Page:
These devices have short learning curves, Dr. Waring said. "Any corneal refractive surgeon can pick it up very quickly," he said. "Using an advanced femtosecond laser is important for the pocket or flap. Centration is important, too—inlays are forgiving enough that patients will do well as long as the inlays are generally placed correctly. And, of course, patient selection is critical. We recommend healthy eyes—you really want to optimize the ocular surface."
The KAMRA can be "easier to see during the day if the light hits it right," Dr. Whitman said. "Other inlays are transparent. That may be an issue for some people."
The KAMRA works by small aperture optics (basically a pinhole in the center of the pupil), Dr. Hovanesian said. "It does reduce light entering the eye, but it doesn't seem to be clinically problematic for patients or cause difficulty with nighttime glare or contrast."
Dr. Whitman said the Raindrop allows surgeons to go about 150 microns deep, whereas the others need the inlay placed about 200 microns deep, "which we normally wouldn't be comfortable doing with LASIK."
He describes the implantation technique as simply lifting the flap, looking under the microscope, and placing the inlay "as best you can" over the center of the pupil. "The Raindrop is a very forgiving inlay," he said. "If it moves 0.5 mm this way or that way it doesn't seem to affect vision." The surgery itself it short—about 5 minutes—and Dr. Whitman said within the first 10-15 minutes after surgery patients are already sitting and reading. Currently, Dr. Whitman uses a 110 micron flap for his LASIK patients, but has changed the depth in all non-dominant eyes to 150 microns "just in case down the road this is something the patient wants done."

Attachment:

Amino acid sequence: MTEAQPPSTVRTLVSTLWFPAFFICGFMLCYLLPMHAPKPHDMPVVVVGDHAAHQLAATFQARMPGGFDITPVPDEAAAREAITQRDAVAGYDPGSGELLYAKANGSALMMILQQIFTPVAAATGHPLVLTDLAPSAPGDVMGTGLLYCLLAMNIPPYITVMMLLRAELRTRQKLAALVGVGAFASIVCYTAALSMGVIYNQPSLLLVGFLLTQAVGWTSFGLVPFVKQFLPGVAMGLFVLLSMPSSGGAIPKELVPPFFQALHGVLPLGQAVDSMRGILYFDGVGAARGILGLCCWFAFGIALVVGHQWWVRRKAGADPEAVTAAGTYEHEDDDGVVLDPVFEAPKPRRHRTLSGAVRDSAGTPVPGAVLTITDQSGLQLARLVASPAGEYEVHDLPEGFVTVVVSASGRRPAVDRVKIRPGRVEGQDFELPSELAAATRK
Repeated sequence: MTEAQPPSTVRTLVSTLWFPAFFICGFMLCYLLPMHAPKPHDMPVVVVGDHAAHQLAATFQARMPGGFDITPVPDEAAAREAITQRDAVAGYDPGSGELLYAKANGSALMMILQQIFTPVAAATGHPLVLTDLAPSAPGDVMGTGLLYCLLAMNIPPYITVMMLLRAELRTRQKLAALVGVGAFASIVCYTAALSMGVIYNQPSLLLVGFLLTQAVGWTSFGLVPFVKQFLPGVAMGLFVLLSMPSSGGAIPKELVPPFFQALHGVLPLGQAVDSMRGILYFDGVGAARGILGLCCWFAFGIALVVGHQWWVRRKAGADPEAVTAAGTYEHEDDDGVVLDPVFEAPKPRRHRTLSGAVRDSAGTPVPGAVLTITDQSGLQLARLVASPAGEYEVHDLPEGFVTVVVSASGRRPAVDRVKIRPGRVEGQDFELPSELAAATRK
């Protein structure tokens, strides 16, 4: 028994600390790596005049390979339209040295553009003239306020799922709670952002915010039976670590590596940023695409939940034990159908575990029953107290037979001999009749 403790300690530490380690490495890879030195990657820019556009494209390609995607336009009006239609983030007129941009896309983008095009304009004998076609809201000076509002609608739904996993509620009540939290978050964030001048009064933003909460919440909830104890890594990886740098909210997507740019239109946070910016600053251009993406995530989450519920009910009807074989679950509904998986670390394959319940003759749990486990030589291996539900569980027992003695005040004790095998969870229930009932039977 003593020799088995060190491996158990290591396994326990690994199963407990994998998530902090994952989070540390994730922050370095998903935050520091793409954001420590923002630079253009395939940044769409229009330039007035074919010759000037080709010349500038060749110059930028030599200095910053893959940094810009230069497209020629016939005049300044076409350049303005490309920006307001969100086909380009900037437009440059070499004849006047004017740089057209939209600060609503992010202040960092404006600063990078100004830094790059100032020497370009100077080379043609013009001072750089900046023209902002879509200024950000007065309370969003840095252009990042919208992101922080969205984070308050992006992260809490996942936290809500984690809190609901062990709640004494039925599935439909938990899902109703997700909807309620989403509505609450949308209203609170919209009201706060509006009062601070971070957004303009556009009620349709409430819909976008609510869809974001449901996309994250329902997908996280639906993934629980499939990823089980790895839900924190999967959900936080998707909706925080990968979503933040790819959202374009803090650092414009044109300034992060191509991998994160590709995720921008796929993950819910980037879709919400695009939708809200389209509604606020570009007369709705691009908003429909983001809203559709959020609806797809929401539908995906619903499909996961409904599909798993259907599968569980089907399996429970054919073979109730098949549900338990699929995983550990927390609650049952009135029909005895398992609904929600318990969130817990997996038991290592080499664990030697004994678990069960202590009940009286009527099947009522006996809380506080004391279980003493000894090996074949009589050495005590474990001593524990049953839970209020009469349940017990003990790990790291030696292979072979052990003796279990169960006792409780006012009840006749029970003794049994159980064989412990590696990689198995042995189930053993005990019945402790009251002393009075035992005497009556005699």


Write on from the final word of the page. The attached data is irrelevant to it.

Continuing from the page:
Patients he's discussed the procedure with tend to view the inlays as more of a lifestyle choice. "It's like Botox in terms of making them feel younger," Dr. Whitman said. Patients like the idea of the Raindrop "because it's made out of the same material as soft contact lenses, which is known as a safe material," Dr. Hovanesian said. "There are few materials that we have greater experience with than hydrogel, so people have an inherent comfort level." He added the Raindrop "probably alters the corneal curvature so there needs to be some allowance for that in the biometry, but it's along the lines of someone who has undergone hyperopic LASIK."
In the U.S., studies are evaluating the device in near emmetropes, but outside the U.S., inlays are undergoing trials with simultaneous LASIK, Dr. Whitman said.
"Once the Raindrop is approved I think you'll see a lot of surgeons combining it with LASIK," he said. "It's got the potential to change how we look at premium lens implants in the future." For instance, the age of the ideal inlay patient is pre-cataract, so "there may be no reason to do a premium lens implant on them later on," he said. With "literally billions of presbyopes, including a good number who had prior laser surgery," corneal inlays represent a "really good option," Dr. Hovanesian said. "Inlays allow us to provide a visual experience that is as rewarding to a 45-year-old as LASIK is for a 25-year- old."
Inlays represent "a truly lifelong benefit. There are not too many procedures we can give our mid-40s patients that will benefit them forever," he said. But once the inlays are approved, "a whole new world is in front of us."